I like Squawk Box, CNBC’s morning financial-news program. During several shows, I’ve watched a guest shift to another topic, only to be greeted by the host saying: “Well, that’s a nice segue. . . .”
When I hear the word segue, though, I ask myself: “Does the person think the word segue is spelled segway?” After all, both words sound the same, but doubtless few people have seen the word segue in print.
Word pairs like segue/segway—called homophones—cause trouble because they’re often misused in legal writing. Let’s take a look at them.
Homophones: Choosing the Right Word to Write
Homophones are words that sound the same but have different meanings. Homophones can be spelled the same, but need not be. Garner on Language and Writing gives examples of commonly misused homophones in legal writing. Here are 15 of them, their principal meanings from Dictionary.com, and a short comment on each.
- Adieu — ado. As an interjection adieu means “good-bye; farewell.” The noun ado means “busy activity; bustle; fuss.” So I suppose there could be much ado when a boyfriend bids adieu to his girlfriend.
- Cannon — canon. As a noun cannon means “a mounted gun for firing heavy projectiles; a gun, howitzer, or mortar.” The noun canon, however, means “a standard; criterion.” I wouldn’t want to go into battle armed with only a canon, would you?
- Capital — capitol. The noun capital means “the city or town that is the official seat of government in a country, state, etc.” or “the wealth, whether in money or property, owned or employed in business by an individual, firm, corporation, etc.” The noun capitol means “the building in Washington, D.C., used by the Congress of the U.S. for its sessions.” So the United States capitol is located in D.C., which is the capital of the United States, and where the taxpayers’ capital gets spent.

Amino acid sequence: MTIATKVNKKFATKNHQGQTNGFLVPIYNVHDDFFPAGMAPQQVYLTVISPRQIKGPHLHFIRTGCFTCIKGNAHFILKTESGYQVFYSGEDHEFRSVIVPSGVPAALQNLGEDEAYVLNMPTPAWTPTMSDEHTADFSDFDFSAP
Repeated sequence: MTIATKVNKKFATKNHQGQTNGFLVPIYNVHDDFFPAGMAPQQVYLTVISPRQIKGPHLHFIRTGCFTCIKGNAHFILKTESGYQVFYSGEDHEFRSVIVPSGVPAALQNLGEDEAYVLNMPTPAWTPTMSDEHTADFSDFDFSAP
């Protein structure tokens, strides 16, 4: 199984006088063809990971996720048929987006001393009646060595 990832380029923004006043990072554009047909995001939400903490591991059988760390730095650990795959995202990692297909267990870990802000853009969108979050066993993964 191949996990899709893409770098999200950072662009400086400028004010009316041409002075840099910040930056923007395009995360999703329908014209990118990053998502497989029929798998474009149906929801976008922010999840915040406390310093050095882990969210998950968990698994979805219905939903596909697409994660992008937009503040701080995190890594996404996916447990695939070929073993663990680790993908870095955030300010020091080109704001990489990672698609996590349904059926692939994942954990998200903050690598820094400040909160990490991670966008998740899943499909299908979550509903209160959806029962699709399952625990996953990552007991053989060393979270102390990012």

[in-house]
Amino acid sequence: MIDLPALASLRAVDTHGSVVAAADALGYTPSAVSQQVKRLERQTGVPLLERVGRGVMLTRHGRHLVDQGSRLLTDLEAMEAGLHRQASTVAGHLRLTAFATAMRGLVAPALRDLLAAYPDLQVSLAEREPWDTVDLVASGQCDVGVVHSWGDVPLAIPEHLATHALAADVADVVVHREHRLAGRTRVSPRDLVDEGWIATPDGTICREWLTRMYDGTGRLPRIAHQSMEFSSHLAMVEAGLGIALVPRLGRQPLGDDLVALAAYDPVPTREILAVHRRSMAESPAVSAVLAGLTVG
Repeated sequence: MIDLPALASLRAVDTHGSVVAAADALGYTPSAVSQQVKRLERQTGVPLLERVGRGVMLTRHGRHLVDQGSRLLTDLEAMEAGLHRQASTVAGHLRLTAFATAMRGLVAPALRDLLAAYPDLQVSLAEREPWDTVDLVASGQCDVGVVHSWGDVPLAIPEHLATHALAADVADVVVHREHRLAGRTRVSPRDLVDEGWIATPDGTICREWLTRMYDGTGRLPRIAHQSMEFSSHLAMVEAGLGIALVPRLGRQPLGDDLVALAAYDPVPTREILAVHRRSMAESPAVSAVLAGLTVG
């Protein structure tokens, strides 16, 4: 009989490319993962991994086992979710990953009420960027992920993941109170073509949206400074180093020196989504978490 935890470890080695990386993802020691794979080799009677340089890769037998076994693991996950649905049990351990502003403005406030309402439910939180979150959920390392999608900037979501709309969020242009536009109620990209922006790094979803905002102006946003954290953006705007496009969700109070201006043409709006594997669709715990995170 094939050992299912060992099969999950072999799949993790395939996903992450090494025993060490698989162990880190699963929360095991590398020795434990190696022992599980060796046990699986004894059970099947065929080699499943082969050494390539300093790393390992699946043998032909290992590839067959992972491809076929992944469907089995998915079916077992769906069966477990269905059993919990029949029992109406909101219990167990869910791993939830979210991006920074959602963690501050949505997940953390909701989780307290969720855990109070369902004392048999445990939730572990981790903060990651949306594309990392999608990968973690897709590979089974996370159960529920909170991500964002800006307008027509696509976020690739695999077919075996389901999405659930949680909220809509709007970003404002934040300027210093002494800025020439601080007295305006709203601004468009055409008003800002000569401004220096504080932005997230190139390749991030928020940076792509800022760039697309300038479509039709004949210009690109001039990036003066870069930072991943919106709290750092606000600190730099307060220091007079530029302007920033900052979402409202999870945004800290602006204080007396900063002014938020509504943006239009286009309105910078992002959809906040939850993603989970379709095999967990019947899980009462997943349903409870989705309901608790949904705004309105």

- Discreet — discrete. The adjective discreet means “showing prudence and circumspection; decorous.” The adjective discrete means “apart or detached from others; separate; distinct.” According to Garner’s Modern American Usage, both words have the same Latin origin, but discreet came into English through French.
- Flack — flak. As a noun flack means a press agent or publicist. In the non-military sense, the noun flak means “criticism; hostile reaction; abuse.” So a person criticizing a press agent would be directing flak at a flack.
- Forebear — forbear. The noun forebear means an ancestor. The verb forbear means “to refrain or abstain from; desist from.” The words are completely unrelated. So please forbear from misusing these homophones. If you don’t, your forebears who were snoots won’t be pleased.
- Hoard — horde. As a noun hoard means “a supply or accumulation that is hidden or carefully guarded for preservation, future use, etc.” The noun horde is “a large group, multitude, number, etc.; a mass or crowd.” So a horde can hide its hoard. According to Garner on Language and Writing, the Harvard Human Rights Journal mixed up these homophones when it referred to a hoard of asylum-seekers.
- Hurdling — hurtling. The verb hurdling means “to leap over (a hurdle, barrier, fence, etc.), as in a race.” Hurtling—also a verb—means “to rush violently; move with great speed.” As Garner notes, an asteroid can’t come hurdling to Earth.